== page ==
Kenyan authorities said on Friday they would indefinitely delay further attempts to hold a repeat presidential election in some areas due to the risk of violence, as the opposition rejected the re-run as “a sham” and said the polls should be cancelled.
The East African nation had been due to hold elections on Saturday in four western counties, after residents blocked roads and clashed with police on during an attempt to hold the polls there on Thursday. But those plans have been largely put on hold, the election board said.
Opposition leader Raila Odinga pulled out of the contest earlier this month, saying the contest against President Uhuru Kenyatta was not going to be fair.
He urged supporters not to take part in the vote and polling stations were unable to open in his strongholds in the west of the country on Thursday.
In the rest of Kenya, most polling stations were able to open, but turnout was below 35 percent and there were clashes in Nairobi slums and in the coastal city of Mombasa.
Kenyatta has won over 97 percent of votes counted so far, according to a local media tally, but the poor turnout has damaged his second-term mandate.
Pockets of violence continued on Friday, with police saying they shot dead one man, bringing to five the number of confirmed deaths since voting began on Thursday. All were killed in the west of the country, which supports the opposition.
POCKETS OF CLASHES
In the Nairobi slum of Kawangware, a Reuters witness saw nearly 100 youths armed with machetes in red T-shirts – the colour of the ruling party – as a group of opposition supporters clashed with police. A large fire burned nearby.
“It’s only fire, everything is burned down, the fire is spreading more and more – my neighbours’ homes, businesses are all burnt,” said a tearful Rosalind Njeri, 28.
The vote has exposed Kenya’s deep political and ethnic divisions as violence flares and court cases drag on. It is being closely watched as Kenya is a regional trade and logistics hub and powerful security ally for Western nations.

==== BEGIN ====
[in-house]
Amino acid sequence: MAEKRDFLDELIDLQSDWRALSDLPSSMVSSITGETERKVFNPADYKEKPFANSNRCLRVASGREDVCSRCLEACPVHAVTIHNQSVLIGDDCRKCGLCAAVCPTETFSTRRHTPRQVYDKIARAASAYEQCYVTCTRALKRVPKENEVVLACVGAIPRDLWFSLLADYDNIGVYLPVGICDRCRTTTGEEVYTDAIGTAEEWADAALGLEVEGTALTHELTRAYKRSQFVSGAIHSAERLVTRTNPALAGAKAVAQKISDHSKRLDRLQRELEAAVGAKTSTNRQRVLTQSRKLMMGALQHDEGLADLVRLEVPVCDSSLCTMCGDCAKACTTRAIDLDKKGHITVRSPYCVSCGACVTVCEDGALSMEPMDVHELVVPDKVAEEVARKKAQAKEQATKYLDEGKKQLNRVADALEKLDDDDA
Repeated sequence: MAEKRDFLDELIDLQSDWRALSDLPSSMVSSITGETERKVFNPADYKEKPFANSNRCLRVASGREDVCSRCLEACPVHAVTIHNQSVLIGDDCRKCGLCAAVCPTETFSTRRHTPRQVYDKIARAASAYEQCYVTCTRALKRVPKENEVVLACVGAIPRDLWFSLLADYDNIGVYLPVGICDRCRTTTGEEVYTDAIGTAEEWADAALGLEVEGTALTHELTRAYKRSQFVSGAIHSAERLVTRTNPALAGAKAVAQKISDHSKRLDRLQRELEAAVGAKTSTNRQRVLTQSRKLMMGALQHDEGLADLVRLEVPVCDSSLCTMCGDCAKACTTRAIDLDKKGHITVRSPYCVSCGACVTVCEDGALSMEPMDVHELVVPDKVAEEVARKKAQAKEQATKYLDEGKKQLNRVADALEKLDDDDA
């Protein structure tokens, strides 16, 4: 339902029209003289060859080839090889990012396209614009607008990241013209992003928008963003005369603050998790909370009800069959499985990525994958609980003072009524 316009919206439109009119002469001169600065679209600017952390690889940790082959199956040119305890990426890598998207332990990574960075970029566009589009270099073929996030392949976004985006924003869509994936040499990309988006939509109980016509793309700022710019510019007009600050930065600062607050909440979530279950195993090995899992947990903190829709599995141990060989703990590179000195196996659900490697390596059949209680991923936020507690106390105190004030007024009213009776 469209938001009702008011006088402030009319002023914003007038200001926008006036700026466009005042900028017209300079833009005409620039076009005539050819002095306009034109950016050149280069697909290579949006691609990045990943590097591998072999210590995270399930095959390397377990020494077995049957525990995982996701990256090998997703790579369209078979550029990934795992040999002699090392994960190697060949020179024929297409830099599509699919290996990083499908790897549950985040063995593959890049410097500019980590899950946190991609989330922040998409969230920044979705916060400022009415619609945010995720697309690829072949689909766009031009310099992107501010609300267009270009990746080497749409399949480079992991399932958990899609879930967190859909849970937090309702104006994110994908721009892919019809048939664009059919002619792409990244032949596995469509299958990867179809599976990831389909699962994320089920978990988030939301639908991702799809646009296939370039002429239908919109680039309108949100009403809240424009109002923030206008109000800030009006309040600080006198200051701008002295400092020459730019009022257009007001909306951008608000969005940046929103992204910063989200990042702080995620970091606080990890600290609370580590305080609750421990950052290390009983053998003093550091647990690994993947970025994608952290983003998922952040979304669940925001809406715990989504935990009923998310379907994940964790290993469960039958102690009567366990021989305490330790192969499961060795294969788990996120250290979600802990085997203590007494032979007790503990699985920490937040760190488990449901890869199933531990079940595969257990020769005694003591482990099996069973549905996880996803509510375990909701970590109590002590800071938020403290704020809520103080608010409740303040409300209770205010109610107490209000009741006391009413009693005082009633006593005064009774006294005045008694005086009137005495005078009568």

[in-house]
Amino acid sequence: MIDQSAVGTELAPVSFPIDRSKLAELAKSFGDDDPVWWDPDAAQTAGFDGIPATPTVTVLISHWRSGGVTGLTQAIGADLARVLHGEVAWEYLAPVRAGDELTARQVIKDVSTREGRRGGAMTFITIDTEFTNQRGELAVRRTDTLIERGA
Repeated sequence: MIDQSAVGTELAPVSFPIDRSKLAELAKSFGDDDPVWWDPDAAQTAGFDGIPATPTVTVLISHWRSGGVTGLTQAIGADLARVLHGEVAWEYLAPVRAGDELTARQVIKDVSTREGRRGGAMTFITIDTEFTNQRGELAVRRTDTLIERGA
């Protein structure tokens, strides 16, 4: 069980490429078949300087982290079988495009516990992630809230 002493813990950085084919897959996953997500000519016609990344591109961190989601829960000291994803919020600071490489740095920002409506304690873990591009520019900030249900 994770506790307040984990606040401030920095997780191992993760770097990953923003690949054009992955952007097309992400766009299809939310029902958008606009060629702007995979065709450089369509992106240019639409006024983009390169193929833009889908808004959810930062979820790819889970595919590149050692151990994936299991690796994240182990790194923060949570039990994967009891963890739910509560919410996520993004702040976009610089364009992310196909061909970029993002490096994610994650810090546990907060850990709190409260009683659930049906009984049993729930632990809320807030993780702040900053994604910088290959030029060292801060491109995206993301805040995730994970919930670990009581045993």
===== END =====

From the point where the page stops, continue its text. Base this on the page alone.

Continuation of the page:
Kisumu election officials, who have had to cower behind locked doors while the popping sounds of tear gas and live gunfire echoed nearby, said they were very relieved not to have to try to open polling stations.
“The (election board) officers in Nairobi were not taking consideration of our lives,” one said. “This is better.”
Musalia Mudavadi, a senior opposition leader, had earlier accused authorities of “ethnic profiling” and having “militarised elections” as they beef up security ahead of the plan to hold voting in Homa Bay, Kisumu, Migori and Siaya counties on Saturday.
“We advise the people not to walk into this trap of death,” he told reporters on Friday.
ONE KENYA, TWO FACES
Kenya’s first election, in August, was annulled by the courts because of procedural irregularities, denying Kenyatta a simple victory over his political rival. Turnout in that election was 80 percent.
If the expected legal challenges fail to clear a path out of the crisis, including a possible order for another re-run, the result will be a protracted and economically damaging political stalemate between the Kenyatta and Odinga camps.
“Unless the courts annul the election, Kenyatta will move forward without a clear mandate and Odinga will pursue a protest strategy whose chances of success in the circumstances are not very high,” International Crisis Group analyst Murithi Mutiga said.
The division was neatly captured in local media, with the Standard, a leading tabloid, headlining its front page: “One Kenya, two faces.”
The election commission said more than one in 10 polling stations failed to open due to “security challenges”. Its chairman, Wafula Chebukati, tweeted overnight that 6.55 million ballots had been cast – just 34.5 percent of registered voters.
A tally of results announced at the constituency level compiled by the Nation media group showed Kenyatta had won over 96 percent of the vote with 200 of 292 constituencies announced.
Figures released by the election commission showed turnout in Kenyatta’s Rift Valley and Central region strongholds was similar to levels seen in August.
However, the boycott call was heeded by voters on the coast, which is far from his western homeland and saw little violence but has overwhelmingly supported Odinga in previous polls.
Around 50 people have been killed, mostly by security forces, since the original Aug. 8 vote, raising fears of sustained violence only a decade after 1,200 people were killed in serious ethnic fighting triggered by another disputed vote.